A stroke happens when blood supply to the brain is reduced or stopped, preventing oxygen from reaching it. It can also be caused by bleeding in the brain. This interruption causes brain cells of the affected part of the brain to die, damaging the brain and causing issues with walking and speaking, as well as obvious signs like face drooping where one side of the face droops, slurred speech, and inability to raise the arms. Early action is crucial in reducing brain damage and other complications.
This form of stroke is caused by a blood clot that blocks the vessels in the brain, preventing enough blood supply to bring oxygen that is needed. The most common cause of ischemic stroke is related to arteriosclerosis, a build-up of plaque that contains fat deposits, cholesterol and cells that line the walls of the blood vessels. Plaque buildup is caused by various reasons including high blood pressure and high cholesterol levels. Ischemic strokes can also be caused by small blood clots that travel through the bloodstream and clog the arteries.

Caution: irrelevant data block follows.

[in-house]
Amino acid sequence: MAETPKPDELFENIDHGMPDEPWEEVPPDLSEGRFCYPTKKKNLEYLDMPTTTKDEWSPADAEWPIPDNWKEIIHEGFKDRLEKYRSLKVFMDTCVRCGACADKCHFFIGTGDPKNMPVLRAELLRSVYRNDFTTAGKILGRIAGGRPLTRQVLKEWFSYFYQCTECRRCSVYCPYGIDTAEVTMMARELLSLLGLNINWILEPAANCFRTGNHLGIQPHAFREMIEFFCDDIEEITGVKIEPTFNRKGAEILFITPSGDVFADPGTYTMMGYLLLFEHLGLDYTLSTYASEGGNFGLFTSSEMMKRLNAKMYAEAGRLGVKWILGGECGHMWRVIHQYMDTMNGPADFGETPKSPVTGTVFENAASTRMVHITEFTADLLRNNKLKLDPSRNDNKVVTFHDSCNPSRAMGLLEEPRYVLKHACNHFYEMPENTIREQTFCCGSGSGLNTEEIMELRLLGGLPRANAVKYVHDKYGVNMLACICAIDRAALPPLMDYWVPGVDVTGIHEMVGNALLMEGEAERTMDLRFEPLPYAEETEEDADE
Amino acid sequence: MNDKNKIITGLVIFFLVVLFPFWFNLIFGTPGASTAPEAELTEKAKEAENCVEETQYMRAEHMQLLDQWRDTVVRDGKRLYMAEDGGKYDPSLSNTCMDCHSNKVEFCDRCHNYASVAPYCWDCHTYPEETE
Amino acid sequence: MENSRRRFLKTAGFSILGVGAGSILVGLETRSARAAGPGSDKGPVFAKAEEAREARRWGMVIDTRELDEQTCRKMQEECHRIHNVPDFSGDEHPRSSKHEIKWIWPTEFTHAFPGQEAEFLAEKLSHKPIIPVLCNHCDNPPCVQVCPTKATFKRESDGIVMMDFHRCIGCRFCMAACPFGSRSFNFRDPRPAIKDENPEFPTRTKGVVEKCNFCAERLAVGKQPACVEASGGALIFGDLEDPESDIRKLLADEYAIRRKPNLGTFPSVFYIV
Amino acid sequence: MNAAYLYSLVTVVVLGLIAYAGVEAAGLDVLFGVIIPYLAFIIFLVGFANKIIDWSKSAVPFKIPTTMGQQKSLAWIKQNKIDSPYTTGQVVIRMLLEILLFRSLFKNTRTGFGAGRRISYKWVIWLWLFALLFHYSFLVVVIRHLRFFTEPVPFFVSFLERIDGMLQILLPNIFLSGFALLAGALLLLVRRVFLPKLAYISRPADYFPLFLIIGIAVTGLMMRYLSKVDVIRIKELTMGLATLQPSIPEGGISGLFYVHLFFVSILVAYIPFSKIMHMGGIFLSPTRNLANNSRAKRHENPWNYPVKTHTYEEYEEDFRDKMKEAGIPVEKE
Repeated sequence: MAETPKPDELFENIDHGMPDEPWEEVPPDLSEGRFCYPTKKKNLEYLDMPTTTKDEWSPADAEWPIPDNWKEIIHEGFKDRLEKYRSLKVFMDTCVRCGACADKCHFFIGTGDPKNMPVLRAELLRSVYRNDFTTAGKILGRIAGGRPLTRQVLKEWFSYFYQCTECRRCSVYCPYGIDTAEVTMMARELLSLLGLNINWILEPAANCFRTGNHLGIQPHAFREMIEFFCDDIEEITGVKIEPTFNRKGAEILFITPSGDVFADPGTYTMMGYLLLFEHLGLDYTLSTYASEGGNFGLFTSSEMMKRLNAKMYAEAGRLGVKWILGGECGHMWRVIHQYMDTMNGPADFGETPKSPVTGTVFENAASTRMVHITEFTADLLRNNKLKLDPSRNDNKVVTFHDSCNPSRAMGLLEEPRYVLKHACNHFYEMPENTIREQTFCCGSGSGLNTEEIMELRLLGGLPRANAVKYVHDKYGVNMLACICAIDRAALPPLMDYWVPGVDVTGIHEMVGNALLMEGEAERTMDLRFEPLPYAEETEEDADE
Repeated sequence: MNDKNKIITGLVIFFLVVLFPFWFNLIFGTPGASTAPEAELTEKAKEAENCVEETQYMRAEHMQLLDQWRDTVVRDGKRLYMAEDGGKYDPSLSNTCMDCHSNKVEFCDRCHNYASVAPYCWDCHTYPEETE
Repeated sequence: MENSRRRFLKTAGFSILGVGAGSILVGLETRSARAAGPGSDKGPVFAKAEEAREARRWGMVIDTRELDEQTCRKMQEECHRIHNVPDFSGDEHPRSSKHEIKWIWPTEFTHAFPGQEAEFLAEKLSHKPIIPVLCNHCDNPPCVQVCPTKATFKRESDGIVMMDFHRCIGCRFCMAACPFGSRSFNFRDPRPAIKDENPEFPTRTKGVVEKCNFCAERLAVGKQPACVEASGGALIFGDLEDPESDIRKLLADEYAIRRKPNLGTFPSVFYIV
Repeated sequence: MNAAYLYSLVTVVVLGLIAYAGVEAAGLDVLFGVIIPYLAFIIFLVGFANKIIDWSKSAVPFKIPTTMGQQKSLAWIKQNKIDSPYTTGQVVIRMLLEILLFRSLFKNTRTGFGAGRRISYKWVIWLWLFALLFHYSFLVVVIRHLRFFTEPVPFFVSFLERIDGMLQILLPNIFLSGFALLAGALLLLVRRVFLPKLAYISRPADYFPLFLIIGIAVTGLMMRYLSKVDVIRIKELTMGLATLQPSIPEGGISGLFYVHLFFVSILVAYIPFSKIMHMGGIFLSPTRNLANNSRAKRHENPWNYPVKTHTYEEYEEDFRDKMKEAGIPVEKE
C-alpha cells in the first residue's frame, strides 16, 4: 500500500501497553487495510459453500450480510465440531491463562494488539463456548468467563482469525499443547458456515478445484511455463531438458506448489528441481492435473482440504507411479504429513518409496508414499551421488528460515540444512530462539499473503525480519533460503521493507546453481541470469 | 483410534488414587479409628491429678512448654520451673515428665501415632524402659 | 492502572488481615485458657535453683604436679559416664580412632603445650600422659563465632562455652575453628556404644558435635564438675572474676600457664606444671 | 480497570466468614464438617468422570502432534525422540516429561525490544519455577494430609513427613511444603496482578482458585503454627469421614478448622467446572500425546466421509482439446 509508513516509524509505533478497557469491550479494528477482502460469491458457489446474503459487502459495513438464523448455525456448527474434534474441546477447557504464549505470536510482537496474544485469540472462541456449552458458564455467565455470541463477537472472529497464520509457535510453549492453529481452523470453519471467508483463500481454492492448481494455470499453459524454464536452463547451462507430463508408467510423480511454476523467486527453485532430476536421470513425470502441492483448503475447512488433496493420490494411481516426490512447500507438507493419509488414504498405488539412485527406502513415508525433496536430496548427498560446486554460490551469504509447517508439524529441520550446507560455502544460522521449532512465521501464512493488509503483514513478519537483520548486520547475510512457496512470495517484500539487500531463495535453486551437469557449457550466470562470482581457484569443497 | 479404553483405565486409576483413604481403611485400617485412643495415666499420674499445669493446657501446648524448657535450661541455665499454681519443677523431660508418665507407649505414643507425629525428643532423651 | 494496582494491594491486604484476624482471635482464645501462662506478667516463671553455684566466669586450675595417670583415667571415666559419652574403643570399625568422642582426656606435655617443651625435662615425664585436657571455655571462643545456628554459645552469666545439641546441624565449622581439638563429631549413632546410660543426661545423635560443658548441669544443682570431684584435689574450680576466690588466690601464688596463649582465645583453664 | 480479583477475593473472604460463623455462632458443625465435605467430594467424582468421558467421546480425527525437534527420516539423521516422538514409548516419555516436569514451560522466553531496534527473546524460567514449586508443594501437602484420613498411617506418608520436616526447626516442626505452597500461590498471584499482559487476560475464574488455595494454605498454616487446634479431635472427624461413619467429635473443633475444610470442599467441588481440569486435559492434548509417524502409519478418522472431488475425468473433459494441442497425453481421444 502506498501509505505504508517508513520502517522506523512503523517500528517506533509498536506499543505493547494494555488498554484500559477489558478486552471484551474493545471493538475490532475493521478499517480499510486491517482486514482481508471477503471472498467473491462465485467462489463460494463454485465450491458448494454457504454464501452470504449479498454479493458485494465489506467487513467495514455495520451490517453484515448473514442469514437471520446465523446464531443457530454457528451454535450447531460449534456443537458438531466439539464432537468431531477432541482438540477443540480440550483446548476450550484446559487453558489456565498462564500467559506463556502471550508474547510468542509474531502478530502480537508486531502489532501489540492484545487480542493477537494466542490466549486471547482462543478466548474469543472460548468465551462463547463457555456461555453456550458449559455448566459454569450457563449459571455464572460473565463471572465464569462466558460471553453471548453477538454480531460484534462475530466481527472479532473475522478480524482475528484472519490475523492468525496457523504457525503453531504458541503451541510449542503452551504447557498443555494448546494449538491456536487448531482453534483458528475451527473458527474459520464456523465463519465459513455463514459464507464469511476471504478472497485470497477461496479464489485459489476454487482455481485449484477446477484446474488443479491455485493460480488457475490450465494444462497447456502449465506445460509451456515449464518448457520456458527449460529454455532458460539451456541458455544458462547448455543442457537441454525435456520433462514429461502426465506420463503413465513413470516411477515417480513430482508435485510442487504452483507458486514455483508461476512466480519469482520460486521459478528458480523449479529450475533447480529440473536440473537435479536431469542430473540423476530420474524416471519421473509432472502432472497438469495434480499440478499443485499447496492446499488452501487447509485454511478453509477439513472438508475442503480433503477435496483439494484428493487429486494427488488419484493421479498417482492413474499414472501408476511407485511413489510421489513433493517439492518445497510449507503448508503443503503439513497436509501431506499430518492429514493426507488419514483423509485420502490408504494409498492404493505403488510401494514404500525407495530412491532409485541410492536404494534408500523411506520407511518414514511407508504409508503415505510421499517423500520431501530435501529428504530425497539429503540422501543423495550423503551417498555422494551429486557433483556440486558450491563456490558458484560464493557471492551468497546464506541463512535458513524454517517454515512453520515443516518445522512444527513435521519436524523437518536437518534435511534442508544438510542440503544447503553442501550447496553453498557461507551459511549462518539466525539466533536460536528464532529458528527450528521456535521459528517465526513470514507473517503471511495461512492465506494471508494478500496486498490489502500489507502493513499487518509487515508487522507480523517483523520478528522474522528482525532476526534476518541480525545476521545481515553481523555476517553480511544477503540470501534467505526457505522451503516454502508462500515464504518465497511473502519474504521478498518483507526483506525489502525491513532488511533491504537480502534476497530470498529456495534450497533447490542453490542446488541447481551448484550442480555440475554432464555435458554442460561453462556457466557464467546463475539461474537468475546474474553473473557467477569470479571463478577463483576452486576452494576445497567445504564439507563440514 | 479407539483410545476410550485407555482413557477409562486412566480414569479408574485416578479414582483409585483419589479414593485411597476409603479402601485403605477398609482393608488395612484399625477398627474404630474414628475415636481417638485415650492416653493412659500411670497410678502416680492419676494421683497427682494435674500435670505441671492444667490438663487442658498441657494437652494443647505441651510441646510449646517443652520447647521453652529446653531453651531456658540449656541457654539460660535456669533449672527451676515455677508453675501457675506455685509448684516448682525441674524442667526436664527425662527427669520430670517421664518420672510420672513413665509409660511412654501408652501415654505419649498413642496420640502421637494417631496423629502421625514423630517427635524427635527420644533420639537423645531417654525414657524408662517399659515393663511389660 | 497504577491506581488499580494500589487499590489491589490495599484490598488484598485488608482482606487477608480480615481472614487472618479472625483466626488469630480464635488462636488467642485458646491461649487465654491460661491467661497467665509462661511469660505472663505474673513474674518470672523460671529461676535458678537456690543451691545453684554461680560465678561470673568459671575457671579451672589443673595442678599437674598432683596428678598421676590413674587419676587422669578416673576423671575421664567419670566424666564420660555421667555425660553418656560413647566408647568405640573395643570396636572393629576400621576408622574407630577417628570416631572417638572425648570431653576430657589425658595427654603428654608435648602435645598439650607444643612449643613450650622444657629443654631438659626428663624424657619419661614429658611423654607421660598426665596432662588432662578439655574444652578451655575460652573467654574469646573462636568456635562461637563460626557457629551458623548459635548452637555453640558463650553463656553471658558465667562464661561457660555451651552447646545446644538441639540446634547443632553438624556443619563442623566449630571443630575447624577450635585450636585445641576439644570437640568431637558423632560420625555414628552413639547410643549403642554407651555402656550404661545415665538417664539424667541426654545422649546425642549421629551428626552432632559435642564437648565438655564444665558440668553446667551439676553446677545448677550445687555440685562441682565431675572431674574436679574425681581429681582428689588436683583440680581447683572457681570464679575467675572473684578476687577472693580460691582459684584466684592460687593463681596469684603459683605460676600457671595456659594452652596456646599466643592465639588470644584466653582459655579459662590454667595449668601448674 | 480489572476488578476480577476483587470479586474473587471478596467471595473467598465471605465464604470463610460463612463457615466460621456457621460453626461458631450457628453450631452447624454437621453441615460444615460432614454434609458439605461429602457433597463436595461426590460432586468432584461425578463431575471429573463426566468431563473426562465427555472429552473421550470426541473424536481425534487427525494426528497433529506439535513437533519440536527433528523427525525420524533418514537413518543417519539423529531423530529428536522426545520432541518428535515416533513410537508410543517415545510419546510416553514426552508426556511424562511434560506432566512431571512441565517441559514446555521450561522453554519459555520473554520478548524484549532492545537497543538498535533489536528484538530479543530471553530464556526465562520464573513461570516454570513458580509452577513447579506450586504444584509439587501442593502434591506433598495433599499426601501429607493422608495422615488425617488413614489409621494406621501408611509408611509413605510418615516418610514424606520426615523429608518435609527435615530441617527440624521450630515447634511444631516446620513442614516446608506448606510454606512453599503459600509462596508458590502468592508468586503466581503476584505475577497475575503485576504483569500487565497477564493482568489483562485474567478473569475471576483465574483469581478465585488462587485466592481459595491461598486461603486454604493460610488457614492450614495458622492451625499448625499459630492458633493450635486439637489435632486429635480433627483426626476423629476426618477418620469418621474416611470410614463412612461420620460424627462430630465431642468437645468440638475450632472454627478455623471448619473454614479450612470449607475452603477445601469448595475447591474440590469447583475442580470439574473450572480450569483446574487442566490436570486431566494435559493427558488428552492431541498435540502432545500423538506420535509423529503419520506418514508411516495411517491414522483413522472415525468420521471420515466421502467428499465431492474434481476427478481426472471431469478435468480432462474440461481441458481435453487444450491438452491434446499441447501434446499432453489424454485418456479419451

This stroke occurs when the blood vessels become brittle and weak and burst, causing blood to leak into the brain. Blood ln the brain causes a build-up of pressure within the brain and under the skull, causing a pounding feeling in the head or chest, and a feeling of lightheadedness. Hemorrhagic strokes are more serious than ischemic ones as they are potentially fatal and lead to more severe damage.
A complete blood count blood test will be done to check the sugar level in your blood, how fast it takes to clot, platelet levels as well as increased white blood cells that signal a possible infection.
Imaging tests are done with MRI or CT scan to check for bleeding or damage in the brain, as well as any brain abnormalities. A carotid ultrasound may also be done to detect fatty deposits called plaque in the carotid arteries in your neck.
You will have your heart examined and will have your blood pressure checked as well.